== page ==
Government Arrests Megaupload Executives
Department of Justice strikes the heart of the file-sharing service.
Megaupload is on the brink of being shut down permanently, with extreme consequences, after a number of the service's executives were indicted by the Department of Justice in what is "among the largest criminal copyright cases ever brought by the United States."
Eight key members associated with Megaupload have been charged with criminal copyright infringement, conspiring to commit money laundering and engaging in a racketeering conspiracy. Four arrests took place in Auckland, New Zealand this morning, and included Megaupload's director Kim Schmitz, otherwise known as Kim Dotcom.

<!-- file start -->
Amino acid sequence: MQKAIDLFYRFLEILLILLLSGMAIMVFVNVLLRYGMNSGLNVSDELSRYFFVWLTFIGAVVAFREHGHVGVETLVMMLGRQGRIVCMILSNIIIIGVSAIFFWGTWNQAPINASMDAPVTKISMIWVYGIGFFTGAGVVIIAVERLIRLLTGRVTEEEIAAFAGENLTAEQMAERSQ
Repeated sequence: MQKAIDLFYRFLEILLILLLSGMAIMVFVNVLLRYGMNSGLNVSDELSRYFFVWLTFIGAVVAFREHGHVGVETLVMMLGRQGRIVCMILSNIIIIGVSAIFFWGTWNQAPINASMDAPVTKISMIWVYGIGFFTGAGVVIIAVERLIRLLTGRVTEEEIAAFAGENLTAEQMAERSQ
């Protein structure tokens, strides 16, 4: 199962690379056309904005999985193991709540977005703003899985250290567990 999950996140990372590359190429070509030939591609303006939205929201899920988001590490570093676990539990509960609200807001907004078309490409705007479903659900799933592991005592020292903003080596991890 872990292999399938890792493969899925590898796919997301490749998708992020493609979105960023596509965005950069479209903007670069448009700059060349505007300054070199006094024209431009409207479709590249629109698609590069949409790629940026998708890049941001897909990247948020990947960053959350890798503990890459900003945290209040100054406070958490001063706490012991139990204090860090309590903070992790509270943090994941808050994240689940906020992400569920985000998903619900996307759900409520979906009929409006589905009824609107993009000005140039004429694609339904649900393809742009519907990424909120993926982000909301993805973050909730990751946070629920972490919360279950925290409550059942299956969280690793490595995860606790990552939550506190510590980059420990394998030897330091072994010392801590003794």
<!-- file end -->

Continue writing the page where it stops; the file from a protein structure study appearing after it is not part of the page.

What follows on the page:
The accused can face up to 20 years in prison for racketeering, five years for conspiring to commit copyright infringment, 20 years for laundering, and five years on each substantive charge of copyright infringement.
Over 20 search warrants have been issued by the Department of Justice as a result of highly coordinated actions by the FBI with help from New Zealand, Hong Kong, the Netherlands, the United Kingdom, Germany, Canada, Australia and the Philippines. The government also seized about $50 million in assets and targeted sites, as well as 18 domain names associated with the service.
According to the indictment, the popular file-sharing system is responsible for $500 million in losses to copyright holders and accrued more than $175 million in illegal profits from advertisements and premium memberships.
Megaupload.com has more than 150 million registered users and 50 million daily visitors.